Veteran fullback Lorenzo Neal continued to make the tough blocks and has been a welcome addition to the Ravens’ physical style of play on offense. When lined up in the same backfield, the combination of Neal and McClain is a frightening tandem to face.
The offensive line that struggled heavily during training camp and the preseason schedule has morphed into a strength in the first two games of the season.
Four of the five starters are new or playing a different position from last season. Offensive lines historically need time to gel as a collective unit, and this line appears to be moving in that direction.
The interior line of Ben Grubbs, Jason Brown, and Marshal Yanda was projected to play well, but the dominating play of tackles Jared Gaither and Adam Terry has been surprising.
Cameron even used veteran Willie Anderson as an extra tackle in some offensive sets. This sends a strong message to opposing teams that the Ravens are going to run and are daring the other team to stop them.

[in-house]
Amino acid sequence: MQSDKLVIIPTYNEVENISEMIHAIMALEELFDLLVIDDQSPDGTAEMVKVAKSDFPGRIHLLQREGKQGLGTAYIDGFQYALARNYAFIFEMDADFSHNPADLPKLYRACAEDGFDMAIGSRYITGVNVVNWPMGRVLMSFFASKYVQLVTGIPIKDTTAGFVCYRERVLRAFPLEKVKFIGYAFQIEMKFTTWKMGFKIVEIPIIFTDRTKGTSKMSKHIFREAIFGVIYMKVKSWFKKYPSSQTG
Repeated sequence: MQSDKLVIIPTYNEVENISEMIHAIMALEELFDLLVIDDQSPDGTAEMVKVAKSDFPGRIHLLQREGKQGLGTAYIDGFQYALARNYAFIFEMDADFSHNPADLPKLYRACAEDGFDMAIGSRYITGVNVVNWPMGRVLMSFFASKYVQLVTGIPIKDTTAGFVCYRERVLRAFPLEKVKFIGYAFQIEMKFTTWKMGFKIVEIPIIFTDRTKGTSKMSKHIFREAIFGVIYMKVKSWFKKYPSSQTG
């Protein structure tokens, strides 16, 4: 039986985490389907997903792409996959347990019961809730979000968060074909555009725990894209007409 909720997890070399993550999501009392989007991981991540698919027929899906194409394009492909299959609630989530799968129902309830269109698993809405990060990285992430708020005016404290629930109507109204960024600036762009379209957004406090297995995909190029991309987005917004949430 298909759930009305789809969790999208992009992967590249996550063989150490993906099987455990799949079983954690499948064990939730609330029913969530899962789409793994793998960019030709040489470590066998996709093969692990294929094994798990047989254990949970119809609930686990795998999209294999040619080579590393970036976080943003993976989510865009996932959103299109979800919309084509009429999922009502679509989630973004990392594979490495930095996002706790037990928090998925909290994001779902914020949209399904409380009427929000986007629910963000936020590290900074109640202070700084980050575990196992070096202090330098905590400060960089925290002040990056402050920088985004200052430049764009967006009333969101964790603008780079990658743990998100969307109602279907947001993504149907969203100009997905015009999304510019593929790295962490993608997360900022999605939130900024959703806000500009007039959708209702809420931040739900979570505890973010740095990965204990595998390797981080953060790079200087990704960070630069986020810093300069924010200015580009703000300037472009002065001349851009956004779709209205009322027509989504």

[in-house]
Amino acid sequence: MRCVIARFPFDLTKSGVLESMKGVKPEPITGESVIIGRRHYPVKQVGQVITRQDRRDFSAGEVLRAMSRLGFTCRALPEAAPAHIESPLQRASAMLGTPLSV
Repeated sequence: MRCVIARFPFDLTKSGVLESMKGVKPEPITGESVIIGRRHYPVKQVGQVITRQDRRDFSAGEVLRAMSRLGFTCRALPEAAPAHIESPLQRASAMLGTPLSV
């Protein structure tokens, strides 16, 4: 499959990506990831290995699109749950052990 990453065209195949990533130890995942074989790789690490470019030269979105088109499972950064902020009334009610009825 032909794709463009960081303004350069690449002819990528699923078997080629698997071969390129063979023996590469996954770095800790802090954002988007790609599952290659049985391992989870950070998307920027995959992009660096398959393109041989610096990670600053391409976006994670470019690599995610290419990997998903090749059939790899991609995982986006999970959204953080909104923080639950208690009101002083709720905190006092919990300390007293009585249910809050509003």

The group controlled the line of scrimmage throughout the game and allowed only one sack of quarterback Joe Flacco. Standout defensive tackle Shaun Rogers made four insignificant tackles for the Cleveland defense and caused little disruption.
The offensive line figures only to improve as Anderson continues to work his way into the rotation more frequently.
Despite the pain of a nerve impingement in his shoulder and neck, Ed Reed provided the big play as he has so many times throughout his career. Reed read a Derek Anderson pass perfectly to intercept a pass and return it the other way for a 32-yard touchdown, giving the Ravens a 21-10 lead in the third quarter.
Reed appeared to know what was coming, as he broke on the route before Anderson even released the pass intended for Steve Heiden.
Filling in to return punts and kicks for the injured Yamon Figurs, Leonhard performed admirably; averaging 26.0 yards per return on three kick returns and returning a punt for 21 yards.